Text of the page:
RE2 Robotics Shifts Resources to 3D Print PPE for Pittsburgh-area Frontline Workers [Share Your Story]

We miss working together, though, says CEO.

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RE2 Robotic’s Single-Arm, Dual-Arm and Underwater-Arm robots. (Image courtesy of RE2).

RE2 Robotic’s Single-Arm, Dual-Arm and Underwater-Arm robots. (Image courtesy of RE2).
Jorgen Pedersen President and CEO of RE2 Robotics. (Picture courtesy of Linkedin.)

Jorgen Pedersen President and CEO of RE2 Robotics. 

When the COVID-19 pandemic began to spread through the country in March, businesses of all shapes and sizes, across all industries, were forced to adapt to a “new normal.” As schools closed down and non-life-sustaining businesses were required to close, companies that typically operate in a traditional “brick-and-mortar” environment suddenly had to pivot their operations to a virtual one. RE2 Robotics was no different.

Our team of 60 employees is used to working closely together on projects—in person—at our offices in Pittsburgh. Collaboration between our mechanical, software, and electrical engineering teams is both commonplace and highly encouraged. On a routine basis, we enjoy a positive company culture consisting of office lunches, team meetings, and visits to coworkers’ offices for impromptu chats. That sense of camaraderie (which we had come to expect and, perhaps, underappreciate until now) was interrupted abruptly when we decided, for the safety of our employees and their families, to shift to a remote environment on March 16.

The strength of any company is its employees and I could not be prouder of our team’s resilience during these unprecedented times. Despite being physically separated, our team has banded together to pivot swiftly and steadfastly to remote work. At the onset, meetings were quickly transitioned from conference rooms to virtual “rooms.” Company news, employee promotions, and tips and tricks for working at home are routinely shared via email. New weekly newsletters and surveys have been created to make sure we stay connected while we are apart. Parts and products that needed to be tested or collaboratively built are delivered to doorsteps (after being disinfected, of course), round-robin style. And recruiting—including interviewing new candidates and onboarding—has become 100% virtual. We even recorded a video tour for prospective employees, so that they could feel at least a degree of familiarity with our offices for when we return.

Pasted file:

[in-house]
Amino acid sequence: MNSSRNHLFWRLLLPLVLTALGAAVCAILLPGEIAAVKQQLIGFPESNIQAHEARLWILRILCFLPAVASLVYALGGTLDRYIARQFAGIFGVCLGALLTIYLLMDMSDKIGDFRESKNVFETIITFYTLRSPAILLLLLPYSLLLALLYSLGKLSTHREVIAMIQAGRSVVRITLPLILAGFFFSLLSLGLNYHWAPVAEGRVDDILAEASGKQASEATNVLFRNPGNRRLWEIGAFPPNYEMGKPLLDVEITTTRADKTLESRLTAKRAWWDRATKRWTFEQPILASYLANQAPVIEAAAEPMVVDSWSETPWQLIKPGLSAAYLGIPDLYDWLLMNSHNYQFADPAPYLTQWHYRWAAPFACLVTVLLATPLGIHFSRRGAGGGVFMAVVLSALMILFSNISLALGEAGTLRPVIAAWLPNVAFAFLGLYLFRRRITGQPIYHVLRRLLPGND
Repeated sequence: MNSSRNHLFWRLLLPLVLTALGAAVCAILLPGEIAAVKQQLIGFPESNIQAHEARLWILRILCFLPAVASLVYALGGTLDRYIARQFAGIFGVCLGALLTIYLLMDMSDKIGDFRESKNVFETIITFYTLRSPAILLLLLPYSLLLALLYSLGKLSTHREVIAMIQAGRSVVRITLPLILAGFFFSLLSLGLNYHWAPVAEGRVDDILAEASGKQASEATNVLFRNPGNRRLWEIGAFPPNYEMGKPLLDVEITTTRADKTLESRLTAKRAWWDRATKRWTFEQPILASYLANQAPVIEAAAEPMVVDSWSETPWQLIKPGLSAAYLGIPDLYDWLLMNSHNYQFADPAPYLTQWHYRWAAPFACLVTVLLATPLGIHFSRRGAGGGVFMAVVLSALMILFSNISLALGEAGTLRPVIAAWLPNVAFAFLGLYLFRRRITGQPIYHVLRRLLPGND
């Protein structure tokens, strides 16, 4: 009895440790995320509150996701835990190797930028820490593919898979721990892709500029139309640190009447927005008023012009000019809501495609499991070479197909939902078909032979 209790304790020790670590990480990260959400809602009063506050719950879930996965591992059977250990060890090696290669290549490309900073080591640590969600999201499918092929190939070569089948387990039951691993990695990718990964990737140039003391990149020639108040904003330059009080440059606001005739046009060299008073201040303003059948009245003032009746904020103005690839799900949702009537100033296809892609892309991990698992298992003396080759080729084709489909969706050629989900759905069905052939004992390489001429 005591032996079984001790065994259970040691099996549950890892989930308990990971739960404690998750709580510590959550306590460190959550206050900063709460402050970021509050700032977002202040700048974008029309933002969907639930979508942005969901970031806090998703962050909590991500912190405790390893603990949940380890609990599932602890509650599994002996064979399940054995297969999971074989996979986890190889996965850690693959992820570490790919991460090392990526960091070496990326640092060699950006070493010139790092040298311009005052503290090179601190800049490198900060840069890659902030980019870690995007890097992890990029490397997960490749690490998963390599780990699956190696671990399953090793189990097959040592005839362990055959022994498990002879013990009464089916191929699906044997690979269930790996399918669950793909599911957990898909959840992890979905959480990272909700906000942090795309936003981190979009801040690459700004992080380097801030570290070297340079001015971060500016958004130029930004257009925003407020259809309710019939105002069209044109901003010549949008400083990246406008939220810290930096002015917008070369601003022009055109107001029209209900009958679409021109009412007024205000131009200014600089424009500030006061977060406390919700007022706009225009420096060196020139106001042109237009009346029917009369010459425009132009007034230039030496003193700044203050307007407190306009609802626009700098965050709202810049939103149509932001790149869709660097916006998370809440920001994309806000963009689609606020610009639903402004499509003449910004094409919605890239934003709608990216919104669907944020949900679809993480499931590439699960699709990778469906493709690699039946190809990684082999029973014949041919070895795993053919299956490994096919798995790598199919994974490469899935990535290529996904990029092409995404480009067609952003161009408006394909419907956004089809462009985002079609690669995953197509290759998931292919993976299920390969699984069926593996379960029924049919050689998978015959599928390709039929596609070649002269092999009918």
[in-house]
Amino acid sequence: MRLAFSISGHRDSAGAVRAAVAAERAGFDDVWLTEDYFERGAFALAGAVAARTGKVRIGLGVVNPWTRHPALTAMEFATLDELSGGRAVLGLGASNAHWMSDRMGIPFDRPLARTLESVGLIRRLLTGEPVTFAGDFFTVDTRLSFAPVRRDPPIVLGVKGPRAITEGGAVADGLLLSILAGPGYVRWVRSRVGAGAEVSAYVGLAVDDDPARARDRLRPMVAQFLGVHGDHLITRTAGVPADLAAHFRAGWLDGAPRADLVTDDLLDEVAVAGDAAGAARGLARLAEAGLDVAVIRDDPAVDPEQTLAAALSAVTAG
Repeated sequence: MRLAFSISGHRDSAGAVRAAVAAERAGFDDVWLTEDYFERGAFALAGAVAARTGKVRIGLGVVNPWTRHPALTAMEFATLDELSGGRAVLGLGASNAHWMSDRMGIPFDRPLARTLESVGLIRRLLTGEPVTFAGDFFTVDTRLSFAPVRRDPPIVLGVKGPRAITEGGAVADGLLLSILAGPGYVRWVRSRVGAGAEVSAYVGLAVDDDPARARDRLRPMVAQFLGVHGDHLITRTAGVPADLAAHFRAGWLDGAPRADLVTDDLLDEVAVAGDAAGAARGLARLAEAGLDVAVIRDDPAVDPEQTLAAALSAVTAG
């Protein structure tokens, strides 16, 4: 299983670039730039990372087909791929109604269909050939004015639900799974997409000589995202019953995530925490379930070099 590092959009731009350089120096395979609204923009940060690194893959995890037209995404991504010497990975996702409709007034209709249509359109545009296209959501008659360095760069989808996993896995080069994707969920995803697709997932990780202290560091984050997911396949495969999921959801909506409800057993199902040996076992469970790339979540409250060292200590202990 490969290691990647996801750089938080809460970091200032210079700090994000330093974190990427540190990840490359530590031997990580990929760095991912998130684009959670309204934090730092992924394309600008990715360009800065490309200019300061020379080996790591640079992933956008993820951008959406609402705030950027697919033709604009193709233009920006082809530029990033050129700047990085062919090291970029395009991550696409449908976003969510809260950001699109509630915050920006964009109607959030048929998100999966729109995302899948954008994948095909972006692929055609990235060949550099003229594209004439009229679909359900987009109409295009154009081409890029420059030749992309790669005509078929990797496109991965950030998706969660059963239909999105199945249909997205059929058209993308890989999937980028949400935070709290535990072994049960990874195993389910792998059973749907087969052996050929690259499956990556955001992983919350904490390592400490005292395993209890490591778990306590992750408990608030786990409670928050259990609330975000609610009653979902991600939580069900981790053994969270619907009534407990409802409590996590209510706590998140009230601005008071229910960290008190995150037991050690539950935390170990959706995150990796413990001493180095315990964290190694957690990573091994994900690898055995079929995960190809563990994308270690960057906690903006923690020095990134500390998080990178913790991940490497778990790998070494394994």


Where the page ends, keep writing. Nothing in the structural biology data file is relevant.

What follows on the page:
As the pandemic progressed, we also learned of an opportunity to help health care workers in the Pittsburgh region through an organization called PPE Connect PGH. The goal of PPE Connect PGH is to help health care workers on the front line in the fight against COVID-19 to locate sources of existing idle Personal Protective Equipment (PPE). After discussing their needs with the organization’s founders, we were able to begin using our 3D-printing capabilities to fabricate part for face shields that are being collected and donated at no cost to smaller health care entities such as community clinics, nursing homes, and independent facilities in the Pittsburgh region. To date, the group has donated more than 11,000 pieces of PPE equipment to local health care facilities. We are beyond proud of the employees who spearheaded this effort by running the 3D printers 24/7 from their homes.

As a robotics company, we of course are inclined to evaluate how technology can be used in times of crisis. For the past 20 years, our focus has been on creating technology that keeps users out of harm’s way, and we remained committed to that mission. Robotic technology like ours, whether tele-operated or autonomous, allows businesses to augment human labor and therefore, can help to keep the nation’s infrastructure afloat while keeping workers safe. In a pandemic like the one we’re in the midst of right now, robotic technology could be used to lessen the burden on health care workers by autonomously performing routine tasks, freeing front-line workers to focus directly on the human, compassionate aspects of patient care.

As we navigate the world through the lens of this new normal, this crisis has shown us that humans are more resilient than we knew. It has also shown us how much the world at large could benefit from the assistance that robotic technology can provide. Once the dust settles and society returns to its familiar pace, this pandemic hopefully will bring to light a discussion about how robots can be used to serve the greater good.